The Secret Garden

By Frances Hodgson Burnett, Tasha Tudor (illustrator),

Book cover of The Secret Garden

Fictional narratives have just as much power to connect kids with nature as nonfiction. This book was given to me by my grandmother when I was eleven and my dog-eared copy has travelled around the world with me. I credit my first crush on the character Dickon with my sense of wonder for natural systems. It prompted a lifelong love of nature. The Secret Garden may contain old-fashioned language and a story of British imperialism, but for me, this is an oldie, but a goodie. When they turn the last page, buy your kids a trowel and a packet of seeds!

Who am I?

When I was on holiday in Borneo with my daughter, we met an inspirational conservationist who was basically single-handedly saving sun bears from extinction. I asked what I could do to help. “Do what you do best,” he said. Those five powerful words shaped my last decade, most recently prompting the growing series of Wildlife Wong nonfiction children’s books based on his true adventures with rainforest creatures. I feel strongly about the importance of connecting kids to nature. Not only is it good for their physical and mental health, but my generation hasn’t done a particularly good job of environmental stewardship, and we need all the help we can get. 

I wrote...

Wildlife Wong and the Bearded Pig

By Sarah R. Pye,

Book cover of Wildlife Wong and the Bearded Pig

What is my book about?

When he was a boy, Malaysian ecologist Wildlife Wong dreamed of working with animals, and eventually his dream came true. In this exciting story, Wildlife Wong spends three years living in the middle of the jungle trying to trap bearded pigs. Along the way, he meets some crazy characters like Michael, his mate Mary, and their three piglets Pork, Chop, and Bacon!

This unusual book for kids aged 8-12 includes an engaging nonfiction story about a real-life scientist, cool animal facts, and experiments that encourage your youngsters to connect with the world around them.

Age of Pandemics (1817-1920)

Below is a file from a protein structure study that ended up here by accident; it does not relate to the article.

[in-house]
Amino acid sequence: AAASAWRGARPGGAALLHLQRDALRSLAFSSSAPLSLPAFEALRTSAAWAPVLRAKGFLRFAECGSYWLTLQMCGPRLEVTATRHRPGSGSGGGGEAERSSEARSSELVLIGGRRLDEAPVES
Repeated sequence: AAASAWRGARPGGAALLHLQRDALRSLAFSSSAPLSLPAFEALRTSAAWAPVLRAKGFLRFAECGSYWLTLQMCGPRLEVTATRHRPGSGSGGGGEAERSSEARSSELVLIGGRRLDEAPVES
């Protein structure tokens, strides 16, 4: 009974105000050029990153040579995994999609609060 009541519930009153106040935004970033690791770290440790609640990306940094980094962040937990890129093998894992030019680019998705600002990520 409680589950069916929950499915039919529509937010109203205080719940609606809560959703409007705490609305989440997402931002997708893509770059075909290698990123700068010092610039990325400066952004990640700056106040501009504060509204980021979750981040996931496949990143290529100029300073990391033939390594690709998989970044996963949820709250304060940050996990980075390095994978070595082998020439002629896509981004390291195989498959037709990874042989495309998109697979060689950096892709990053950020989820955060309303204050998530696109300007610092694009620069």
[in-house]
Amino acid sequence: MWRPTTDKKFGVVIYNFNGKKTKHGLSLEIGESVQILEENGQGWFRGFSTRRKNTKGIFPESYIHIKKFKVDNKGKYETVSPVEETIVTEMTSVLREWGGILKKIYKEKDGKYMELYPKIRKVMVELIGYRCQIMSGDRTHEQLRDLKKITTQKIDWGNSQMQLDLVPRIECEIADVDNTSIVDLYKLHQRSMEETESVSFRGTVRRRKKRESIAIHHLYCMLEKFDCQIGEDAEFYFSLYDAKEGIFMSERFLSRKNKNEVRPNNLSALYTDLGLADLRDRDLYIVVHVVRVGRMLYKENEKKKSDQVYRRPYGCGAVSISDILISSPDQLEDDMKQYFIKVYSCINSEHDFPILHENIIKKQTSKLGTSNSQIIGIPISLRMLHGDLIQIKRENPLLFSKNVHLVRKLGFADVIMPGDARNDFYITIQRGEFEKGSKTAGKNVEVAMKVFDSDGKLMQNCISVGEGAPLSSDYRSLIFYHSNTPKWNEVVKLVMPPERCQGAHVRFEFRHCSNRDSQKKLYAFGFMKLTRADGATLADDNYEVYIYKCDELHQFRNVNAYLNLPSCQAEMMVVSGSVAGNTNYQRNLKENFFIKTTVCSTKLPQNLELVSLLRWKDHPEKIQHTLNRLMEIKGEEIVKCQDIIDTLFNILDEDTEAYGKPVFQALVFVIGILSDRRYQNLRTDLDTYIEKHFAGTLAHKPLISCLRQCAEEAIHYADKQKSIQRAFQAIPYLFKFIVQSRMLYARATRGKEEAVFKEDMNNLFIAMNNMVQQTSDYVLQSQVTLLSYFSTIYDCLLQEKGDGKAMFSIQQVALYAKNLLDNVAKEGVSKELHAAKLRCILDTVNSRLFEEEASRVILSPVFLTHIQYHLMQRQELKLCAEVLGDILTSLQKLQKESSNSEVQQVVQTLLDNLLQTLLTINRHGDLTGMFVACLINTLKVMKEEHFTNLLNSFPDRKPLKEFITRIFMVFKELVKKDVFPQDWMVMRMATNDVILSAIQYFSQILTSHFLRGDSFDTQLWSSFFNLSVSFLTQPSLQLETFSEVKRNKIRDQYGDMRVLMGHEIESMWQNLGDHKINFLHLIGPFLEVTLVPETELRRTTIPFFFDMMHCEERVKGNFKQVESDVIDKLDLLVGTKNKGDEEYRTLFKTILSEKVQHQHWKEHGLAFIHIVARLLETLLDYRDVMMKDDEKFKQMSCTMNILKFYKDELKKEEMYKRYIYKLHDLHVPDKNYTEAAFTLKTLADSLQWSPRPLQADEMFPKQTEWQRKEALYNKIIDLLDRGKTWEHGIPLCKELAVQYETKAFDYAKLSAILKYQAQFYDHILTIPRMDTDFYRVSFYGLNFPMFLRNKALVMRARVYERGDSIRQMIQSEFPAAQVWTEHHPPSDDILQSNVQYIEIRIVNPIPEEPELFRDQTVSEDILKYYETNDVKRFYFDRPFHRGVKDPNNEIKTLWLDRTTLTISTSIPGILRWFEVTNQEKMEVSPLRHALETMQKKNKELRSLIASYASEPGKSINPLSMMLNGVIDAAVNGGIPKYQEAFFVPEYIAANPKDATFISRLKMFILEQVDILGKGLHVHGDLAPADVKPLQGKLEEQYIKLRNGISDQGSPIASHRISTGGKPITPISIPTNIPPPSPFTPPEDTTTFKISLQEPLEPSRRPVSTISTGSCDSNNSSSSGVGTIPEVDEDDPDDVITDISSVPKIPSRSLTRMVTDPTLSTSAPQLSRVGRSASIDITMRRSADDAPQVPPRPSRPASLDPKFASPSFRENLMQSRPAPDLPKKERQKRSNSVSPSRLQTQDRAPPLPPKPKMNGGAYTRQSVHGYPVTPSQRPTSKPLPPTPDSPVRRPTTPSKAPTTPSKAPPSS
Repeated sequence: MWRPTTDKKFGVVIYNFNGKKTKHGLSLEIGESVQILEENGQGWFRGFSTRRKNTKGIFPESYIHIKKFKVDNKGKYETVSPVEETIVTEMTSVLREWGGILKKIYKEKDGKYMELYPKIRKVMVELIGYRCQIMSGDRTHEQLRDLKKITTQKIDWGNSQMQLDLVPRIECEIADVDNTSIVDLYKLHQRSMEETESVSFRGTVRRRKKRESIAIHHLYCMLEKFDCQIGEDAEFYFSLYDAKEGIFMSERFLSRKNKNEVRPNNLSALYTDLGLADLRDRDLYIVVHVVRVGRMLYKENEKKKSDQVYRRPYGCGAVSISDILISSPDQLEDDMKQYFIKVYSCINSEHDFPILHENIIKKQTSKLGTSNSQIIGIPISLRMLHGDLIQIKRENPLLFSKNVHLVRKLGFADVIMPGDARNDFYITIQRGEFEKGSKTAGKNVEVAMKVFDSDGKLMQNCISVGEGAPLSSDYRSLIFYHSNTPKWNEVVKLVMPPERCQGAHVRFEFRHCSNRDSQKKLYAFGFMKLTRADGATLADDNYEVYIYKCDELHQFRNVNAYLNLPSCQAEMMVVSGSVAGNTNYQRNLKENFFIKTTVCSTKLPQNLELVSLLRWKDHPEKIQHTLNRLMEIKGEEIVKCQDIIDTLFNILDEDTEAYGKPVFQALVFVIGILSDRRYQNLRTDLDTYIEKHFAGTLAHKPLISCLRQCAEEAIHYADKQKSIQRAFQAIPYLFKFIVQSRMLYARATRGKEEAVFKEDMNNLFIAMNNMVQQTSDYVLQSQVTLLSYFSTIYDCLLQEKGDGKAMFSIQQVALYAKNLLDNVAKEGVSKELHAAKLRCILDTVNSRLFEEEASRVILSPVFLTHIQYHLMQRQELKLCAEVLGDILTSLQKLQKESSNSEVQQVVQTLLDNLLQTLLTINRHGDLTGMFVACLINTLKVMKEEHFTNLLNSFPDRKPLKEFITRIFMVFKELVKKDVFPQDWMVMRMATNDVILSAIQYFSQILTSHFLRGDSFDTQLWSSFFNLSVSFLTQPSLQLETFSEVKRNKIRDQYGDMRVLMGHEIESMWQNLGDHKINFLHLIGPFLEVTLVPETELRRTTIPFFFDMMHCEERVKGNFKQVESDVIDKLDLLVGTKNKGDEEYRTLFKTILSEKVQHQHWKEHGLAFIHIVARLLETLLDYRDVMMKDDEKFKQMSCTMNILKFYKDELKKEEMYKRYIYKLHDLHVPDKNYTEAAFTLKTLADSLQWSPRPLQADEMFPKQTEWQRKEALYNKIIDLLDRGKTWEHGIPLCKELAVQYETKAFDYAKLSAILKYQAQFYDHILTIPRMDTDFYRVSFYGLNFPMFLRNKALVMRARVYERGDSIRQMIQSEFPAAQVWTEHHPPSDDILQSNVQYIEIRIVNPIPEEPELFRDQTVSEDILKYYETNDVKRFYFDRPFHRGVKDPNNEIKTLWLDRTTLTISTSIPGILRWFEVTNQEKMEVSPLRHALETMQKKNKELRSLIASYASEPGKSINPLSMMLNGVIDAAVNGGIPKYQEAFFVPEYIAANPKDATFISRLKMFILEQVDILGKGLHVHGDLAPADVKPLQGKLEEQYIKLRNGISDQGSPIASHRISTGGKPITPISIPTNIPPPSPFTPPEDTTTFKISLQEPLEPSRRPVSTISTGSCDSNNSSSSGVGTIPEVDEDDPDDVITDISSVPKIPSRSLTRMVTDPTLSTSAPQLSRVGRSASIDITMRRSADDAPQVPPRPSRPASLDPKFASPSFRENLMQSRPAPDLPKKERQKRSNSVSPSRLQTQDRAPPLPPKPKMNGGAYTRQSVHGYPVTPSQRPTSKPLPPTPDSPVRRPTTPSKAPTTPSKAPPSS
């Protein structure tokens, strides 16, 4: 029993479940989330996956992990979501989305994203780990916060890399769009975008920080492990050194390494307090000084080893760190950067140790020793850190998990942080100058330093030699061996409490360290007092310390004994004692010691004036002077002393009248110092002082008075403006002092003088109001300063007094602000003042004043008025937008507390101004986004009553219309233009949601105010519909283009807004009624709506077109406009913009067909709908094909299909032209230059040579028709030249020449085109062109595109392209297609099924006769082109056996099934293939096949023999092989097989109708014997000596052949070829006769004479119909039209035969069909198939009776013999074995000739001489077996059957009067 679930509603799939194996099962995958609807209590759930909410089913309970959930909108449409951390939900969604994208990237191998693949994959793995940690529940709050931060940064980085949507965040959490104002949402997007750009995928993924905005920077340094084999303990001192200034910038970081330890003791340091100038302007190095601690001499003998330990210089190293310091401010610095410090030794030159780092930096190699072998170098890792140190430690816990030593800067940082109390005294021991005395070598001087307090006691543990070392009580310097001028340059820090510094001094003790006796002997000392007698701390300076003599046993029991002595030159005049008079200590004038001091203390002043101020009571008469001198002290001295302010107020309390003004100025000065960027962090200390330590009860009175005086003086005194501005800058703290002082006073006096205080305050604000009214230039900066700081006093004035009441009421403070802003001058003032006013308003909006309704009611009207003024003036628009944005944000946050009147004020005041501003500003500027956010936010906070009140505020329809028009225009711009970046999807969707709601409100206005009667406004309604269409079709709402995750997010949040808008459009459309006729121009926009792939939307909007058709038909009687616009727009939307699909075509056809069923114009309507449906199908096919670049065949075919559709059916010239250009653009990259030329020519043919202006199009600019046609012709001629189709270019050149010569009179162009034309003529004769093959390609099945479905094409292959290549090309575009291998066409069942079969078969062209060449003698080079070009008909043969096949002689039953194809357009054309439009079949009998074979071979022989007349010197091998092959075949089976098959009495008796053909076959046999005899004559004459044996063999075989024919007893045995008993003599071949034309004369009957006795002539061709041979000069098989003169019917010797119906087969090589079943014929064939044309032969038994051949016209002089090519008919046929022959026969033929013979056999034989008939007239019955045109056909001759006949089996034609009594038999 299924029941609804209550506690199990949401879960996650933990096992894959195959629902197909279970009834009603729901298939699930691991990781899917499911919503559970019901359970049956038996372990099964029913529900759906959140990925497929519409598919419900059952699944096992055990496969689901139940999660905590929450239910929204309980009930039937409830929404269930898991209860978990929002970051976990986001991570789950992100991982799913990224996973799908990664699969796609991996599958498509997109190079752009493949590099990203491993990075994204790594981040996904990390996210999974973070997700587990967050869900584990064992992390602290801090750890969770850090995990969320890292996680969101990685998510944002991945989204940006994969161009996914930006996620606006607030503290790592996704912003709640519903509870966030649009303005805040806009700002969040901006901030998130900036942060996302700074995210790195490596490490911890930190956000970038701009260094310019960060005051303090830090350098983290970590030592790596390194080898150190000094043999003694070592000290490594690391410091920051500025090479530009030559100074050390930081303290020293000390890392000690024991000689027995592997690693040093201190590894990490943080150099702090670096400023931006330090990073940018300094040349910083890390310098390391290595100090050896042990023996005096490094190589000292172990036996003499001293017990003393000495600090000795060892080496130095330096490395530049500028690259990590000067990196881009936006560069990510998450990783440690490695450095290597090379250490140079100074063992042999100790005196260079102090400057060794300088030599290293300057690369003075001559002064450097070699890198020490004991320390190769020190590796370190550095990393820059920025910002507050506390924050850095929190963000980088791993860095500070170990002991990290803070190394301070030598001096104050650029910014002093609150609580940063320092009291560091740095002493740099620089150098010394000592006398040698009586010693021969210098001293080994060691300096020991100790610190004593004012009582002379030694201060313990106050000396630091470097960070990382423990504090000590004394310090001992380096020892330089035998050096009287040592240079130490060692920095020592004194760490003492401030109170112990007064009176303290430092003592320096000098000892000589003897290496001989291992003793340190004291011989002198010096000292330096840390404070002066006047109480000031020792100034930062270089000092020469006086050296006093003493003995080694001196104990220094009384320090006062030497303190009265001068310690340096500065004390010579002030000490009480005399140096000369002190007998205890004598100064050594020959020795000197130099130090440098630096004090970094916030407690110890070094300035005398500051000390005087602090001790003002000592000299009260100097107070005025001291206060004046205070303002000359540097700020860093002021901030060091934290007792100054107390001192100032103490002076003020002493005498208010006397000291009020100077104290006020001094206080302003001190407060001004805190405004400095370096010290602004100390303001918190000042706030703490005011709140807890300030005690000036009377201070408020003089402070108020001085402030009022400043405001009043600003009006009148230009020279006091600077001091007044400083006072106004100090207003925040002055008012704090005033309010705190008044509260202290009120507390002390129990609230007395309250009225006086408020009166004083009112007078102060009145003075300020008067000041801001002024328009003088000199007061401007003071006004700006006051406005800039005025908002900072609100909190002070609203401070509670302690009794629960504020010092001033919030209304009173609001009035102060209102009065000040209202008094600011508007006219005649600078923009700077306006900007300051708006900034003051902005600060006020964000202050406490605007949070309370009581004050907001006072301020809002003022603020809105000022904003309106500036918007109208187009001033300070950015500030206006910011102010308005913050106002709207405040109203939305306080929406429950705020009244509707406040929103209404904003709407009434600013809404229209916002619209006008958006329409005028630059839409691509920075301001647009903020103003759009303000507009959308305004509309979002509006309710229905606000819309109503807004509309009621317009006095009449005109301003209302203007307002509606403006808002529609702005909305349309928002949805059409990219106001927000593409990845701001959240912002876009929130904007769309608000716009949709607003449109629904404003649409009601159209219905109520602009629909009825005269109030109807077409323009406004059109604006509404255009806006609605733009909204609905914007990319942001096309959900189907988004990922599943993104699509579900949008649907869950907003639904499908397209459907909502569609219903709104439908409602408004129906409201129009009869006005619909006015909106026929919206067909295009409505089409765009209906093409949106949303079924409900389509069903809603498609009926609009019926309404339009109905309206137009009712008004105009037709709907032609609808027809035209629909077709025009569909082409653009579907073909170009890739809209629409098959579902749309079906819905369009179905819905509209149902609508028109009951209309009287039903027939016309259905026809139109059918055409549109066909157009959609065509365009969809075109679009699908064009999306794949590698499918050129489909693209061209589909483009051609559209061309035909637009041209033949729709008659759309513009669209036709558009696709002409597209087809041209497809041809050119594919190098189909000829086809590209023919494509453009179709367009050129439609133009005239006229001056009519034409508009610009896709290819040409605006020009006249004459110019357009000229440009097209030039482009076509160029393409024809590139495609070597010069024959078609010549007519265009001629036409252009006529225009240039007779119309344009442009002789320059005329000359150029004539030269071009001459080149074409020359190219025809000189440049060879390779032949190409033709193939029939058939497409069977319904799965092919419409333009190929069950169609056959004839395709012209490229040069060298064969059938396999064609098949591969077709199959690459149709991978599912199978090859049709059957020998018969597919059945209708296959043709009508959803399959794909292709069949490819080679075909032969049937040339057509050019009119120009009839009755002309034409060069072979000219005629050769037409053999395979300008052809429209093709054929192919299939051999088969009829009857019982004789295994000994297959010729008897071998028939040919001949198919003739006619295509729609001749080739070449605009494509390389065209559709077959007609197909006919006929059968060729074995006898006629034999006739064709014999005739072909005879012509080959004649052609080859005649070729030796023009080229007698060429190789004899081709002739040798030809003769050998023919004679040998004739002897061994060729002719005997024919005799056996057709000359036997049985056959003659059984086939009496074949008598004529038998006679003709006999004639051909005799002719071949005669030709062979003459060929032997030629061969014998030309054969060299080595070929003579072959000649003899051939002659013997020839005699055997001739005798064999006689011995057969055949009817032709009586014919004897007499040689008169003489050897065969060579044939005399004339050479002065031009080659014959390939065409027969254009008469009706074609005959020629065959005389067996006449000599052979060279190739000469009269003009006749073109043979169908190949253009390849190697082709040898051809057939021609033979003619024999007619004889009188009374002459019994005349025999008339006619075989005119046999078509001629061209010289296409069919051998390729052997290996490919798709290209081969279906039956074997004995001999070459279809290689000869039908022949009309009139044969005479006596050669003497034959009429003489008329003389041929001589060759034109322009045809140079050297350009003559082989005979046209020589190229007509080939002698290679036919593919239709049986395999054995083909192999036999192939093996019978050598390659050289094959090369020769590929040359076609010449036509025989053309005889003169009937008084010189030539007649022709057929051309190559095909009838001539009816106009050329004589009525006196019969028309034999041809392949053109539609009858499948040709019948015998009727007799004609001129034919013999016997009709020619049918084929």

By Chinmay Tumbe,

Book cover of Age of Pandemics (1817-1920) : How They Shaped India and the World

It manages to leverage the world history of coping with pandemics over the last couple of centuries by focusing on India’s Experience with them. A readable academic book with frequent reference to the author's own life experience. It uses the history of public health to illuminate all aspects of the nation’s history

Who am I?

I have been trying to understand India’s evolution especially its economic path for the last half-century— by reading, traveling, and writing on aspects of that evolution. Originally this started with the Cold War concern about how a democracy would navigate using a democratic political system. So I took appropriate courses in college and graduate school, worked in India in the Peace Corps, and then spent a little under a decade teaching about it a doing research. For the following five decades I have continued my interest and publishing and studying. Whether I have understood much is for others to determine but these are my five book nominees.

I wrote...

The Marwaris: From Jagat Seth to the Birlas

By Thomas A. Timberg,

Book cover of The Marwaris: From Jagat Seth to the Birlas

What is my book about?

What makes the Marwaris so successful?

The book shows how Marwaris rely on their centuries old system for conserving and growing capital along with a community business ethic and supporting network. Building on an earlier book by the same author on the history of Marwari businessmen up to 1960 it surveys the extent to which they have been able to retain their position relatively and absolutely into the twenty-first century.

New book lists related to Cholera

All book lists related to Cholera

Bookshelves related to Cholera